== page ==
7 Night Amazonia Expeditions Ultimate Fishing Adventure
- Amazonia Expeditions
- Av. La Marina 100, Iquitos, Peru
- Ongoing package (8 days / 7 nights)
The Amazon rainforest is a fisherman’s paradise. Over 2000 different species of fish inhabit these waters, with many new species being discovered every year. This is more than double the amount of species found in all of the Atlantic Ocean. Can you imagine casting lures or flies into these remote waters searching for that prized peacock bass? Perhaps you may want to go after the legendary giant catfish from the depths? Maybe you would like to try your skill with a hand spear under nothing but the moonlight? You can do all that and much more; join us on the remote Tahuayo River for the ultimate fishing adventure.
Fishing in our region
The rainforest is a dynamic ecosystem, constantly changing due to the yearly influx of water from the Andes Mountains. At times water levels can rise more than a foot in one day. Generally, the best season for fishing is August to November. This is when we would recommend more serious fisherman to visit the Tahuayo. During this time water levels are at their lowest and fish are concentrated into the main river channels.
The Tahuayo is home to some of the most prized game fish in the Amazon. Some of the most popular of which include the peacock bass (butterfly), arowana, catfish (many varieties, some which grow over 200lbs), piranha, pacu, oscar, and vampire fish (payara). Whether you are a professional or just an amateur you never know what you will find when you cast a lure into the river.
We do provide basic gear and tackle only for simple piranha fishing. This includes a cane fishing pole or for those interested, a fishing spear. For those with a more serious interest in fishing it will be necessary to bring your own gear and tackle. Please take a look at our full itinerary which includes a detailed bait and tackle list.
Amazonia Expeditions operates in the Amazon Basin, on the Tahuayo River, which is a tributary of the Amazon River in Peru. Our mission includes protecting the Amazon Rainforest through providing education, healthcare and jobs for the native population to encourage respect for their homes. We also have supported multiple researchers in our lodge for long term studies of the Amazon Rainforest. By utilizing our services, you are helping to preserve the region for the future.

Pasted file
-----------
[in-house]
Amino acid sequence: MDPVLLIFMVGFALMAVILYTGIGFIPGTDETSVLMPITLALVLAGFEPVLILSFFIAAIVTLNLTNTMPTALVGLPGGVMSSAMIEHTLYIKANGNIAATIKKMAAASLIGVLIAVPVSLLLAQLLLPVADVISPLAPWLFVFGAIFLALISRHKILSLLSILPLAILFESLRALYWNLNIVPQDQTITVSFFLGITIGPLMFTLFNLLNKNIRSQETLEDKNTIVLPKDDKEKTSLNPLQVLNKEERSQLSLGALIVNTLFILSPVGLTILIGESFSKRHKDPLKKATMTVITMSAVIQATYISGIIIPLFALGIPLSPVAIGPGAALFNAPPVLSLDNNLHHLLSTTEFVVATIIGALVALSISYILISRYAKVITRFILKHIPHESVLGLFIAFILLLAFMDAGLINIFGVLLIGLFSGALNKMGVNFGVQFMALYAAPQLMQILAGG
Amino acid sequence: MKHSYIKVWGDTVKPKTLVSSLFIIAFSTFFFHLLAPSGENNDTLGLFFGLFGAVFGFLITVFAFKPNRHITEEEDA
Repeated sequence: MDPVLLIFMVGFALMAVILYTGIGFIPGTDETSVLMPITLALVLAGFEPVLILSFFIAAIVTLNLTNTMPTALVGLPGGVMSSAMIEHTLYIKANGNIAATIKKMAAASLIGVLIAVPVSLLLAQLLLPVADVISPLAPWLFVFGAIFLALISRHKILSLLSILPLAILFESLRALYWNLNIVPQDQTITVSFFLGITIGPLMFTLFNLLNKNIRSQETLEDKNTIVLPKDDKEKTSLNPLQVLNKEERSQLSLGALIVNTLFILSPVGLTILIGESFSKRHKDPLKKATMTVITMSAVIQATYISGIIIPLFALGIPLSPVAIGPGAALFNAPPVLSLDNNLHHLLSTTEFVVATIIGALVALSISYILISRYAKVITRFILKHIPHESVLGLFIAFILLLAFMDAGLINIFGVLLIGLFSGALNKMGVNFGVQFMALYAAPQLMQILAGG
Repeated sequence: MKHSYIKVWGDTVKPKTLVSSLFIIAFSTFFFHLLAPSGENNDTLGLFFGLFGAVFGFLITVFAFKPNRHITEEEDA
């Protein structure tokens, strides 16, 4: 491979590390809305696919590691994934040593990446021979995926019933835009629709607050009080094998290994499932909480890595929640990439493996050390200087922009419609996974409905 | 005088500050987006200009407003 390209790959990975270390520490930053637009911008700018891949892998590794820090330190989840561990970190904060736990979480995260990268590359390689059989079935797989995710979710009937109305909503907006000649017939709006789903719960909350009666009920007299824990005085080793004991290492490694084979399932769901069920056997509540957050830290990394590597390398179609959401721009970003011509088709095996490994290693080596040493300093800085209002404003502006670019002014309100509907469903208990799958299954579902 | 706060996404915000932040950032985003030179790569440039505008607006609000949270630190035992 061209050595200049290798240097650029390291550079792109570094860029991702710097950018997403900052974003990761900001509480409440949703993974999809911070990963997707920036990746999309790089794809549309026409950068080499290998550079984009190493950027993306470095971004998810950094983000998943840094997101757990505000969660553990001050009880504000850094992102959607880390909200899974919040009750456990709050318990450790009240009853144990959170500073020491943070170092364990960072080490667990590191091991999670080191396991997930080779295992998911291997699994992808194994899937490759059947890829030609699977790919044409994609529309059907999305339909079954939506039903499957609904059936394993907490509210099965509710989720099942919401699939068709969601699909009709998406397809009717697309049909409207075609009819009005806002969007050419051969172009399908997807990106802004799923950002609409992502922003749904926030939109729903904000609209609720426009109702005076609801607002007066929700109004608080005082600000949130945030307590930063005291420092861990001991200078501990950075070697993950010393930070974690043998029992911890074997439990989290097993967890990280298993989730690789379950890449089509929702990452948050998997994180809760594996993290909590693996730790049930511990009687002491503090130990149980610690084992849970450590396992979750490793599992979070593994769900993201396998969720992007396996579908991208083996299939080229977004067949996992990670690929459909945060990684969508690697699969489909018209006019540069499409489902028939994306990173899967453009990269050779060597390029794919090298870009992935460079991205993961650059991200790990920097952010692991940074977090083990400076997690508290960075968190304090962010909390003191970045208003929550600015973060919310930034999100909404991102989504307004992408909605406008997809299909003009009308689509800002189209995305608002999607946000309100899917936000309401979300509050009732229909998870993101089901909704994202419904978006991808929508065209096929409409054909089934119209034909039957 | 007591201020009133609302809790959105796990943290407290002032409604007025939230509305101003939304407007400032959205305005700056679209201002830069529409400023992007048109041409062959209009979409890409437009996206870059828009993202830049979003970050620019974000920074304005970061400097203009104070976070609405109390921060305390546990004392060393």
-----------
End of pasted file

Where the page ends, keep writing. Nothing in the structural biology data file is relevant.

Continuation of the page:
Trip starts after arrival of people on LA 2240, scheduled to arrive just past noon
Transfer in from airport or hotel
If airport: Look for our booth in the baggage area of Iquitos Airport, by the
restrooms, with our logo (head of a hoatzin bird on a diamond shape).
If hotel: please let us know the address for where to pick you up.
Speedboat transfer (note--is 4 hours) up the Amazon, then the Tahuayo
tributary to our lodge.
At the Tahuayo Lodge
Guided fishing with private boat or other excursions in and around the TamshiyacuTahuayo
Reserve. Every day your native guide will discuss a selection of activities or
fishing sites that you can choose to do. There is no extra cost for private guide or
customizing your itinerary to your needs and interests.
Some fishing sites from the main lodge:
Quebrada Palmichal, an inlet from the Tahuayo that is very productive in
peacock butterfly bass and other fish
Lake Tabano - a permanently flooded forest and fish breeding ground
Lake Tapaje and Lake Charo
Breakfast, Lunch, Dinner
At Amazon Research Center Peru Lodge, ARC
The Research Center is more remote, many miles away from any native inhabitation,
and thus there is no competition from native fisherman. You will most likely be fishing
in sites where no one has fished before. Fishing sites include large and small lakes,
the Tahuayo River and the Tangarana River.
Breakfast, Lunch, Dinner
Morning return to the main lodge, Afternoon boat to Iquitos, Transfer to airport or hotel
Amazonia’s main lodge on the Tahuayo River is not a resort, nor a hotel, but a rustic lodge, comfortable for adventurous travelers. There are seventeen cabins; some are honeymoon cabins, with a king-size bed, others are cabins with two beds and a few are family style cabin-3-inside cabins with two floors with a matrimonial bed on the first floor and several single beds on the second floor. More than half of the cabins now have new private bathrooms. The others, often used for student groups, have shared bathrooms.
Each cabin is raised above the jungle floor on stilts and is connected to other buildings of the lodge by a raised boardwalk. Other buildings include a modern kitchen built to the highest standard of sanitary food preparation, dining hall, bar, areas to socialize and relax and a conservation education laboratory with library. The modern flush toilets and showers use a sanitary septic system. The water used in the plumbing comes from a well rather than water pumped from the river, which is typical of most jungle lodges.